Arena replacement plans to be discussed with public Plans to replace the Red Deer Arena are taking shape. On Tuesday the city hosted an initial information session with user groups that typically book dry space or ice at city facilities. Deb Comfort, Neighbourhood Facilities supervisor, said the meeting was a starting point to connect with users about the $21-million project. City council approved the project in November’s capital budget. “It was really a first opportunity to talk to those user groups who are in the facilities all the time,” said Comfort. Seven people attended from figure skating, minor hockey, lacrosse, curling and other groups. Throughout the process, there will be opportunities for residents to have their say on the replacement arena, said Comfort. A consultant is expected to be named sometime in late April or early May. Once the consultant is hired, there will opportunities is for public feedback. At the meeting, users shared information about the elements they would like to retain and innovations they would like included in the new ice
Carolyn Martindale, City Editor, 403-314-4326 Fax 403-341-6560 E-mail email@example.com
Two magpies, for instance, perch on both sides of a Christian cross in the painting Between Two Thieves, while a haloed doll’s head hovers ominously in space above an open suitcase in Travelling Light. While the artist remains mum about the arresting subject matter of the latter painting, saying only that he composed it from found antique objects supplied by his mother, Williamson admits he likes painting birds because their shapes and plumage are beautiful. By virtue of their anatomy, birds also become “pointers” in his paintings. Whatever a raven or magpie is looking at, the viewer’s eye is also drawn to because the beak is directing their gaze. The 41-year-old son of a quilter mother and stained-glass-artist father likes putting symbols in paintings of otherwise simple, everyday subjects to arrest viewers, so they don’t pass by his artwork so readily. The inherent mystery is something observers are “forced to deal with,” said Williamson. Anyone wondering what it all means won’t get any easy answers from the artist, who credits Red Deer College’s visual arts program for unleashing his creativity and giving him a great foundation for his art career. Williamson prefers that viewers come up with their own narratives or interpretations of his works. Since artwork is not text, he believes it’s enough for the “mute details” of paintings to offer clues that viewers can assemble in their own minds. “Sometimes, I’ll hear what people think and I’ll say, ‘I never saw that. ... It’s fascinating to me.’ I’m happy when people bring their own voice to my paintings.” His carefully wrought still-lifes are made up of images that are important to him, and Williamson hopes are also intriguing to others. His Roots exhibit continues until May 24 at the white gallery, within Sunworks on Ross Street. firstname.lastname@example.org facility. The city heard that keeping a piece of the history was vital and introducing new elements such as water access on the bench, dry warm-up spaces and multi-purpose areas. The roof is failing on the existing arena and significant upgrades would be required to fix it. The replacement project is expected to take about two years. The existing facility is expected to be taken down next year.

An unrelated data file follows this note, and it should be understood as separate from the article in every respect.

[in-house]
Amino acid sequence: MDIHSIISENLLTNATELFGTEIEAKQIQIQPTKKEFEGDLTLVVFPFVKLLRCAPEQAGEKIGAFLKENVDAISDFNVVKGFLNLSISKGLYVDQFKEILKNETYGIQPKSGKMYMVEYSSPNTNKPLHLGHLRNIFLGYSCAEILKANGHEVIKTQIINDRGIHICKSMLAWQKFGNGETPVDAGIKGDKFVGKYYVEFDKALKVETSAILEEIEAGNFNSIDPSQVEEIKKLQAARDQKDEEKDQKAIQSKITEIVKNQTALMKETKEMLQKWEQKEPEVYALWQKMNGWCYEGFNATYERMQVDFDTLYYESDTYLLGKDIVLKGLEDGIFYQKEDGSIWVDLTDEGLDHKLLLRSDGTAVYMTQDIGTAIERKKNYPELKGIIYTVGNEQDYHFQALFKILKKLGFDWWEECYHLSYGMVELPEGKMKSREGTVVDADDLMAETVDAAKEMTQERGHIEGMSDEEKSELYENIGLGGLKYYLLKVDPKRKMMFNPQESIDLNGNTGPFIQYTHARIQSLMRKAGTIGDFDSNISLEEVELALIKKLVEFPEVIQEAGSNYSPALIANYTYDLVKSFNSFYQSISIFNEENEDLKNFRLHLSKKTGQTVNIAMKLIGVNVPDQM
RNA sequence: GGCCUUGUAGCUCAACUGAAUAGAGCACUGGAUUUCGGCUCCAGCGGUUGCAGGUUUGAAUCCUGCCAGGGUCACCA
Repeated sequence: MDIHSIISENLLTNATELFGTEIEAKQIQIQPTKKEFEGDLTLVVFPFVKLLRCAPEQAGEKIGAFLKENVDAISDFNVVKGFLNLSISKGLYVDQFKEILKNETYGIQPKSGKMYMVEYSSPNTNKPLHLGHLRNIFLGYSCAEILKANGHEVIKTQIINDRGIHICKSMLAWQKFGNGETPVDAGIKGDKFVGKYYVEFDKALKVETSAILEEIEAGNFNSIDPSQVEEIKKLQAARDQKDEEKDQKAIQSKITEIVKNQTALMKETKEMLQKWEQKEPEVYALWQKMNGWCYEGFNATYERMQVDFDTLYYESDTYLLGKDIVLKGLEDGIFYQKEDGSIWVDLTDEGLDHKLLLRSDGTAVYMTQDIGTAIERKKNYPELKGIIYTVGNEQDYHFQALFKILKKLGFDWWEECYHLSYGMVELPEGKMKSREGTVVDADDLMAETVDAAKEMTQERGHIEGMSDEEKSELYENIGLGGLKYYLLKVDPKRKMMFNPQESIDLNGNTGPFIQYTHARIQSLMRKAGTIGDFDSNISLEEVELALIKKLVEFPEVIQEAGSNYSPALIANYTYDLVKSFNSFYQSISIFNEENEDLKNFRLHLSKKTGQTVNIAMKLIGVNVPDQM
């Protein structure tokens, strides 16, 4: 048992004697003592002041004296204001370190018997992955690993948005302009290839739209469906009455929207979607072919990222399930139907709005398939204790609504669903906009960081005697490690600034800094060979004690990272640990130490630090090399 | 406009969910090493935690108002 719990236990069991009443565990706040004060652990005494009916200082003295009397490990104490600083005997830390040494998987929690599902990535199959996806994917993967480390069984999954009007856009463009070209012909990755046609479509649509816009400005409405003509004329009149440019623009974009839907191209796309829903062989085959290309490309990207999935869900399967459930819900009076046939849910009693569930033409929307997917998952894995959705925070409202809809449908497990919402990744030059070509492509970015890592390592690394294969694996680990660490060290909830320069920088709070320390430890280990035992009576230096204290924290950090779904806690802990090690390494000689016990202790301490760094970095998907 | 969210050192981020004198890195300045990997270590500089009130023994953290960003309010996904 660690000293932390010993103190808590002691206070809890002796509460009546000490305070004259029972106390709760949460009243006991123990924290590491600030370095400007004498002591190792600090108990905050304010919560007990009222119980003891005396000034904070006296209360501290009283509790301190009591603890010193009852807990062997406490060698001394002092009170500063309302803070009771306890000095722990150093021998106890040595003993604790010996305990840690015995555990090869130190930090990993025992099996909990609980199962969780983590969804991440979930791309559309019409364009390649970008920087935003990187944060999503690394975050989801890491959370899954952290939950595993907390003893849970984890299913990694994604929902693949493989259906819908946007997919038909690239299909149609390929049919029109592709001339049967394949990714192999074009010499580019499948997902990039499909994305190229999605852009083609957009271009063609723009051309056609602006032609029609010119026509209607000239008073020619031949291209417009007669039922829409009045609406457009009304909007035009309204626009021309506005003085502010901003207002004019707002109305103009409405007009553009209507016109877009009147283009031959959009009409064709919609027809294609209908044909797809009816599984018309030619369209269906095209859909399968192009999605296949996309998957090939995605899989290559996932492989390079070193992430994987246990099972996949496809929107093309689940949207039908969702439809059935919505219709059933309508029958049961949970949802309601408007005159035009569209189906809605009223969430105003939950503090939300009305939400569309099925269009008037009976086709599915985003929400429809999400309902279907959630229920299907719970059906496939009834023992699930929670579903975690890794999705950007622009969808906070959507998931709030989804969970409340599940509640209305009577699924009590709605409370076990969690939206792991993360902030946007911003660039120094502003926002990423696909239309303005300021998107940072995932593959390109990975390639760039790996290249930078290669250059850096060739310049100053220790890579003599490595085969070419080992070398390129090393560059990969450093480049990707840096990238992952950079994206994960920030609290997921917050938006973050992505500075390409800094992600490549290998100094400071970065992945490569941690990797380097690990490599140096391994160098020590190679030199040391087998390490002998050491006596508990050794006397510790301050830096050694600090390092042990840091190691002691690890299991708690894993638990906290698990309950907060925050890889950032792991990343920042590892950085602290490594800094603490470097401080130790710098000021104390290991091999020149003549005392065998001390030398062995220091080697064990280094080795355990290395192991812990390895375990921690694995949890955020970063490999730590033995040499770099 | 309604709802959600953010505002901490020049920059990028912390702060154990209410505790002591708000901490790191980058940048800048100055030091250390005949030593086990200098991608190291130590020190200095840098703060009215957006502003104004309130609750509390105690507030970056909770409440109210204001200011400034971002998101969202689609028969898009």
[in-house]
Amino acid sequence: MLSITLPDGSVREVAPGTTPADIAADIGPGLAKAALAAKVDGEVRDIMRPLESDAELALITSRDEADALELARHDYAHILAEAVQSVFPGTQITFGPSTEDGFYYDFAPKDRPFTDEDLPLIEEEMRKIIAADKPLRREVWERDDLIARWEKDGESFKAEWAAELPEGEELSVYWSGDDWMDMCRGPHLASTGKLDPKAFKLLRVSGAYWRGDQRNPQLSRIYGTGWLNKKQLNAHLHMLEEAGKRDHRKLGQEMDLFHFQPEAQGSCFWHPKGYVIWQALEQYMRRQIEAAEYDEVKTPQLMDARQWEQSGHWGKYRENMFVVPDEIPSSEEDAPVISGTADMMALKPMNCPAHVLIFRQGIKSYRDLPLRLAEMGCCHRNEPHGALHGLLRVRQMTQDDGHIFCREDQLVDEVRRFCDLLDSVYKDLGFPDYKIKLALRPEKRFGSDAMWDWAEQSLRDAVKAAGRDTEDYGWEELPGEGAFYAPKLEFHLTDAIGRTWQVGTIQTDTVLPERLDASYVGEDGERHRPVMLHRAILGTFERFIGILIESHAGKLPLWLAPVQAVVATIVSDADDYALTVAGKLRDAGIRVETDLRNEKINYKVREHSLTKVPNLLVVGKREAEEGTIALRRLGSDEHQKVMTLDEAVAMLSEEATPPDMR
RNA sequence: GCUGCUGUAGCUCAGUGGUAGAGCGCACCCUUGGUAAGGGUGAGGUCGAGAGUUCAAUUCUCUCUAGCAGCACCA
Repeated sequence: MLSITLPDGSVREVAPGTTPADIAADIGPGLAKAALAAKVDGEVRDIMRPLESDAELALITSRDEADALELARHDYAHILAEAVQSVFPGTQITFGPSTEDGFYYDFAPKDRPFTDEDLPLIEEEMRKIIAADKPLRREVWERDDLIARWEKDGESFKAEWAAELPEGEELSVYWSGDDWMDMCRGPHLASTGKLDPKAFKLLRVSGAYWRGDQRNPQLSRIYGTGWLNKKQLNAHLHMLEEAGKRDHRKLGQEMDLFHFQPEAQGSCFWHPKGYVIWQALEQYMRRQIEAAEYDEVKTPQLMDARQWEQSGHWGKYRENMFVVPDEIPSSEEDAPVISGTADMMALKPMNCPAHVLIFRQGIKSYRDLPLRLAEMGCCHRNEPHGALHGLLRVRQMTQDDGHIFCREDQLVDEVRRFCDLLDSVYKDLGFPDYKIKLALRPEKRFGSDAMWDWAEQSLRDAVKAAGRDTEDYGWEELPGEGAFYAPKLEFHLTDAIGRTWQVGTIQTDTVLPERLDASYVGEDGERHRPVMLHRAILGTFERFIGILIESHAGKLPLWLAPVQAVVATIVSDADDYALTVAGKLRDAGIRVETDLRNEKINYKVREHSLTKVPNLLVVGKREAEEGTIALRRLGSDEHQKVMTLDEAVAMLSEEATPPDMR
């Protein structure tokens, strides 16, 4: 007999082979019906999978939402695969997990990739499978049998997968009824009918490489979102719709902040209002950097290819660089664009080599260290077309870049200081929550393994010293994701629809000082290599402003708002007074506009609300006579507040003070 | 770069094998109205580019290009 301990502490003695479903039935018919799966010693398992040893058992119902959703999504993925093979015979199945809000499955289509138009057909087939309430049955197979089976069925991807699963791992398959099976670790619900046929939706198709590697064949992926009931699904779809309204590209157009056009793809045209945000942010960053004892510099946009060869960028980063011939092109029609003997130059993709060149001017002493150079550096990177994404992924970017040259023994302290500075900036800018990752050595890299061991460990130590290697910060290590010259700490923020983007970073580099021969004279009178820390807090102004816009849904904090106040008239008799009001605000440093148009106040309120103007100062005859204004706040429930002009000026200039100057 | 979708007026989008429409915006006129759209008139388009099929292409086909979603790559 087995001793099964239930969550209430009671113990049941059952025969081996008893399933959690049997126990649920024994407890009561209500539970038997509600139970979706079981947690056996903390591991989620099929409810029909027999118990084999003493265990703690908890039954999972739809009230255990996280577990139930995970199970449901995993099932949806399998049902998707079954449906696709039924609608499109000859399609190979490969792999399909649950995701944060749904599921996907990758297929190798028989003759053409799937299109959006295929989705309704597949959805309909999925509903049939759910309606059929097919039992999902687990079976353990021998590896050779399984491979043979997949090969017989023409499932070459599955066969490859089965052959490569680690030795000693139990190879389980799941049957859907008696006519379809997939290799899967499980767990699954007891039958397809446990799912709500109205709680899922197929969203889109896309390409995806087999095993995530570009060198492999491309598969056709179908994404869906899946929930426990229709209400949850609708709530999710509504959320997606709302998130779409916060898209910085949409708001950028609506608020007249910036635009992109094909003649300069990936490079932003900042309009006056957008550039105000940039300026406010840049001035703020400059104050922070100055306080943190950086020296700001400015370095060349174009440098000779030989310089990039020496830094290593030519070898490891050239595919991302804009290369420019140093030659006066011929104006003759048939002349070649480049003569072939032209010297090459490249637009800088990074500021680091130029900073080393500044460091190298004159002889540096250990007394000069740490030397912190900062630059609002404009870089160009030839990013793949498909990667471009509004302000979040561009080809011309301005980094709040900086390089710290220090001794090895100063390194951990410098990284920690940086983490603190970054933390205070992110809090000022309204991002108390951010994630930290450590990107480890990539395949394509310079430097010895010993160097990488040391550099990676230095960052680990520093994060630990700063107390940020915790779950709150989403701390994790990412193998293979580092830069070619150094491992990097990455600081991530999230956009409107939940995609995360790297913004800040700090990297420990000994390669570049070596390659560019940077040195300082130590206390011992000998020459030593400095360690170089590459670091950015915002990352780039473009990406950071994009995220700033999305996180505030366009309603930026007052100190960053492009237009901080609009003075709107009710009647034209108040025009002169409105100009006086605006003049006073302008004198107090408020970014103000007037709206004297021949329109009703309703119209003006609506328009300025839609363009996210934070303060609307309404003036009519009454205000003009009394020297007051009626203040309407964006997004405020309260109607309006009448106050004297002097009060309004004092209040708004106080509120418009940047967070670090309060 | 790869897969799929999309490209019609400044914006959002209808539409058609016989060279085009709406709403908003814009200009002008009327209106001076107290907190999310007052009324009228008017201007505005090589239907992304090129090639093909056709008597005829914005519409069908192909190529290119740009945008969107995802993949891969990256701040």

Man accused of assaulting teacher appears in court A man accused of drunkenly assaulting a Central Middle School teacher is expected to resolve his case next week. Tristan Palmer Krahn, 27, is facing two charges of assault, two counts of disturbing the peace, break and enter and unlawful possession of liquor. Krahn was arrested after police got a call that an intoxicated man had punched a teacher after being confronted at the downtown school around 2 p.m. on March 5. The man pushed another teacher and wandered into a band room, where staff locked him in. He damaged a screen while making his escape through a window. Police arrested a suspect nearby. Krahn appeared in Red Deer provincial court on Friday. Duty counsel Amna Qureshi told provincial court Judge Gordon Yake that Krahn hopes to resolve his charges at his next court appearance on Tuesday.
March 14, 2015 edition of the Red Deer Advocate